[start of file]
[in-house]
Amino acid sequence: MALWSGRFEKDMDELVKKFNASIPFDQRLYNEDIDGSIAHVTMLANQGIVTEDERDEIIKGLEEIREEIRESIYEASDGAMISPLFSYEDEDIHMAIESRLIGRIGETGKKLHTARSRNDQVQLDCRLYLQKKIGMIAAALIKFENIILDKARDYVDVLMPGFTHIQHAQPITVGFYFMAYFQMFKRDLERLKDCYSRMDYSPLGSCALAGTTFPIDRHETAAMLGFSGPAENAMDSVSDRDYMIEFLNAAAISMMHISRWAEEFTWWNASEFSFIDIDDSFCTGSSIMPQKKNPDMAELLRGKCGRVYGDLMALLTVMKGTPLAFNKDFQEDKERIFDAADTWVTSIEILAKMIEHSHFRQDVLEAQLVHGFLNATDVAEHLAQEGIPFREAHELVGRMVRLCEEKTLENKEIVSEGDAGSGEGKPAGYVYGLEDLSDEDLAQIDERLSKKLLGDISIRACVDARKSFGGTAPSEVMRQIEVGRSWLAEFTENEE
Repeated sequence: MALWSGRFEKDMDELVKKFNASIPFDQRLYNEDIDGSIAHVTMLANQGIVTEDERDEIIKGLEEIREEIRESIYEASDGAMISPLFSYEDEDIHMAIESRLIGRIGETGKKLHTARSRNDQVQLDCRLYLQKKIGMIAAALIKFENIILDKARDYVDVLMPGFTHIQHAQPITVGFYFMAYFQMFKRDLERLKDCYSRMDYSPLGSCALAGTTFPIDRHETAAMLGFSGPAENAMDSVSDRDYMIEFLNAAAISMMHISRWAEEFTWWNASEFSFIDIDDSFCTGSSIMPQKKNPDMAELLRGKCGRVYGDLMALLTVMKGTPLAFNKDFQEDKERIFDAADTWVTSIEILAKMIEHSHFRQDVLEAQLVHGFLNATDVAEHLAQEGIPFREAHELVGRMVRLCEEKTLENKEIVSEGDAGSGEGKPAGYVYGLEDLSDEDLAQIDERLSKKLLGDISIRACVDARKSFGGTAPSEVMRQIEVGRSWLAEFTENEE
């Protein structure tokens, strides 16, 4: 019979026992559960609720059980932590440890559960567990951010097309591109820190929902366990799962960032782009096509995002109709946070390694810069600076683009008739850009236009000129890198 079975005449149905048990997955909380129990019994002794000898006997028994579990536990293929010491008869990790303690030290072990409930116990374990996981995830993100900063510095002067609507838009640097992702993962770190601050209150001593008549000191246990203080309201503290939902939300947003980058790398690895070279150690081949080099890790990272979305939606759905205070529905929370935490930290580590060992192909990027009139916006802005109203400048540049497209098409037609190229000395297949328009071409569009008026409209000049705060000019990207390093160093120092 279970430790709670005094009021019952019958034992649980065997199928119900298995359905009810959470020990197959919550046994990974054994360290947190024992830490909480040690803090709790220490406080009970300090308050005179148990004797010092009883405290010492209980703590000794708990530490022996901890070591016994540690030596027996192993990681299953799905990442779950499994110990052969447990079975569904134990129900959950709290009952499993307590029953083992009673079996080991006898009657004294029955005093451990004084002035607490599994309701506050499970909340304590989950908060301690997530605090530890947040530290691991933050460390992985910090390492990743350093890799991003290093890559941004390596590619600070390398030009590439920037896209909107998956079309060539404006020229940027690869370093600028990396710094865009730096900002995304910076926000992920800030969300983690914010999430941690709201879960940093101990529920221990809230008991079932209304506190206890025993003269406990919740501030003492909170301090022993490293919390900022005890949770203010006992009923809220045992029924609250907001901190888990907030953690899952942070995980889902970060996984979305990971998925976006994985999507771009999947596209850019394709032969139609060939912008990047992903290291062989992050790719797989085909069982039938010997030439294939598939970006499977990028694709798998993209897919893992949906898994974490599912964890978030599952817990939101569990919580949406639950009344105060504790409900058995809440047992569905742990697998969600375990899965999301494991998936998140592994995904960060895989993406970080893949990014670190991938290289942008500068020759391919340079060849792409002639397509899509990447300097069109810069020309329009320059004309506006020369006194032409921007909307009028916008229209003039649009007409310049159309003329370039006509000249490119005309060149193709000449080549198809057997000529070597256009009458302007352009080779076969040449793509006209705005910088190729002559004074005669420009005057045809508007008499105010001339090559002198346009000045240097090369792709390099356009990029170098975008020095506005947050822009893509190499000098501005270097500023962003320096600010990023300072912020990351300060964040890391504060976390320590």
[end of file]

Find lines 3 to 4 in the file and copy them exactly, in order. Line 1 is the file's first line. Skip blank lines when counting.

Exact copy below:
Repeated sequence: MALWSGRFEKDMDELVKKFNASIPFDQRLYNEDIDGSIAHVTMLANQGIVTEDERDEIIKGLEEIREEIRESIYEASDGAMISPLFSYEDEDIHMAIESRLIGRIGETGKKLHTARSRNDQVQLDCRLYLQKKIGMIAAALIKFENIILDKARDYVDVLMPGFTHIQHAQPITVGFYFMAYFQMFKRDLERLKDCYSRMDYSPLGSCALAGTTFPIDRHETAAMLGFSGPAENAMDSVSDRDYMIEFLNAAAISMMHISRWAEEFTWWNASEFSFIDIDDSFCTGSSIMPQKKNPDMAELLRGKCGRVYGDLMALLTVMKGTPLAFNKDFQEDKERIFDAADTWVTSIEILAKMIEHSHFRQDVLEAQLVHGFLNATDVAEHLAQEGIPFREAHELVGRMVRLCEEKTLENKEIVSEGDAGSGEGKPAGYVYGLEDLSDEDLAQIDERLSKKLLGDISIRACVDARKSFGGTAPSEVMRQIEVGRSWLAEFTENEE
């Protein structure tokens, strides 16, 4: 019979026992559960609720059980932590440890559960567990951010097309591109820190929902366990799962960032782009096509995002109709946070390694810069600076683009008739850009236009000129890198 079975005449149905048990997955909380129990019994002794000898006997028994579990536990293929010491008869990790303690030290072990409930116990374990996981995830993100900063510095002067609507838009640097992702993962770190601050209150001593008549000191246990203080309201503290939902939300947003980058790398690895070279150690081949080099890790990272979305939606759905205070529905929370935490930290580590060992192909990027009139916006802005109203400048540049497209098409037609190229000395297949328009071409569009008026409209000049705060000019990207390093160093120092 279970430790709670005094009021019952019958034992649980065997199928119900298995359905009810959470020990197959919550046994990974054994360290947190024992830490909480040690803090709790220490406080009970300090308050005179148990004797010092009883405290010492209980703590000794708990530490022996901890070591016994540690030596027996192993990681299953799905990442779950499994110990052969447990079975569904134990129900959950709290009952499993307590029953083992009673079996080991006898009657004294029955005093451990004084002035607490599994309701506050499970909340304590989950908060301690997530605090530890947040530290691991933050460390992985910090390492990743350093890799991003290093890559941004390596590619600070390398030009590439920037896209909107998956079309060539404006020229940027690869370093600028990396710094865009730096900002995304910076926000992920800030969300983690914010999430941690709201879960940093101990529920221990809230008991079932209304506190206890025993003269406990919740501030003492909170301090022993490293919390900022005890949770203010006992009923809220045992029924609250907001901190888990907030953690899952942070995980889902970060996984979305990971998925976006994985999507771009999947596209850019394709032969139609060939912008990047992903290291062989992050790719797989085909069982039938010997030439294939598939970006499977990028694709798998993209897919893992949906898994974490599912964890978030599952817990939101569990919580949406639950009344105060504790409900058995809440047992569905742990697998969600375990899965999301494991998936998140592994995904960060895989993406970080893949990014670190991938290289942008500068020759391919340079060849792409002639397509899509990447300097069109810069020309329009320059004309506006020369006194032409921007909307009028916008229209003039649009007409310049159309003329370039006509000249490119005309060149193709000449080549198809057997000529070597256009009458302007352009080779076969040449793509006209705005910088190729002559004074005669420009005057045809508007008499105010001339090559002198346009000045240097090369792709390099356009990029170098975008020095506005947050822009893509190499000098501005270097500023962003320096600010990023300072912020990351300060964040890391504060976390320590």